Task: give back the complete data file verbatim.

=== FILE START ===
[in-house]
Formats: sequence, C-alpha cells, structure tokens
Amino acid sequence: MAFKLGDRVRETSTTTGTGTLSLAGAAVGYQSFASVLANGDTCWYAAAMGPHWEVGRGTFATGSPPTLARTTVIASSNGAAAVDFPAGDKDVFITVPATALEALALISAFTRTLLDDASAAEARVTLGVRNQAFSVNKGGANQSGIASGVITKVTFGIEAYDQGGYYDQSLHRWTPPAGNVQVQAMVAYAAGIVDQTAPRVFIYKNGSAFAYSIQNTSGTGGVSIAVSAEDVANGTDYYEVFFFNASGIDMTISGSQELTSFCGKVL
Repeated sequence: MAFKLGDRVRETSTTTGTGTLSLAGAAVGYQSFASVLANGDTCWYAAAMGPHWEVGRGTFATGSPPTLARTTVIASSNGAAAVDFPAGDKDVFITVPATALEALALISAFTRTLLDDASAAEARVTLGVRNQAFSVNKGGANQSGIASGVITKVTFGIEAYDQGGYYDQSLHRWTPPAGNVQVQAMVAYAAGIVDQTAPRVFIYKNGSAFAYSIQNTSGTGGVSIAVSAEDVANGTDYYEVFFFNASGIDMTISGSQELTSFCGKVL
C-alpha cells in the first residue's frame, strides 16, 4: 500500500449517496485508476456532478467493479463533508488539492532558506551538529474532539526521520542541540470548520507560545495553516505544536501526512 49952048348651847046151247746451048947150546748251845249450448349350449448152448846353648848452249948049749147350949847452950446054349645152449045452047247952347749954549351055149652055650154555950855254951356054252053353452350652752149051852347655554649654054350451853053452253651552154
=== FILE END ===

[in-house]
Formats: sequence, C-alpha cells, structure tokens
Amino acid sequence: MAFKLGDRVRETSTTTGTGTLSLAGAAVGYQSFASVLANGDTCWYAAAMGPHWEVGRGTFATGSPPTLARTTVIASSNGAAAVDFPAGDKDVFITVPATALEALALISAFTRTLLDDASAAEARVTLGVRNQAFSVNKGGANQSGIASGVITKVTFGIEAYDQGGYYDQSLHRWTPPAGNVQVQAMVAYAAGIVDQTAPRVFIYKNGSAFAYSIQNTSGTGGVSIAVSAEDVANGTDYYEVFFFNASGIDMTISGSQELTSFCGKVL
Repeated sequence: MAFKLGDRVRETSTTTGTGTLSLAGAAVGYQSFASVLANGDTCWYAAAMGPHWEVGRGTFATGSPPTLARTTVIASSNGAAAVDFPAGDKDVFITVPATALEALALISAFTRTLLDDASAAEARVTLGVRNQAFSVNKGGANQSGIASGVITKVTFGIEAYDQGGYYDQSLHRWTPPAGNVQVQAMVAYAAGIVDQTAPRVFIYKNGSAFAYSIQNTSGTGGVSIAVSAEDVANGTDYYEVFFFNASGIDMTISGSQELTSFCGKVL
C-alpha cells in the first residue's frame, strides 16, 4: 500500500449517496485508476456532478467493479463533508488539492532558506551538529474532539526521520542541540470548520507560545495553516505544536501526512 49952048348651847046151247746451048947150546748251845249450448349350449448152448846353648848452249948049749147350949847452950446054349645152449045452047247952347749954549351055149652055650154555950855254951356054252053353452350652752149051852347655554649654054350451853053452253651552154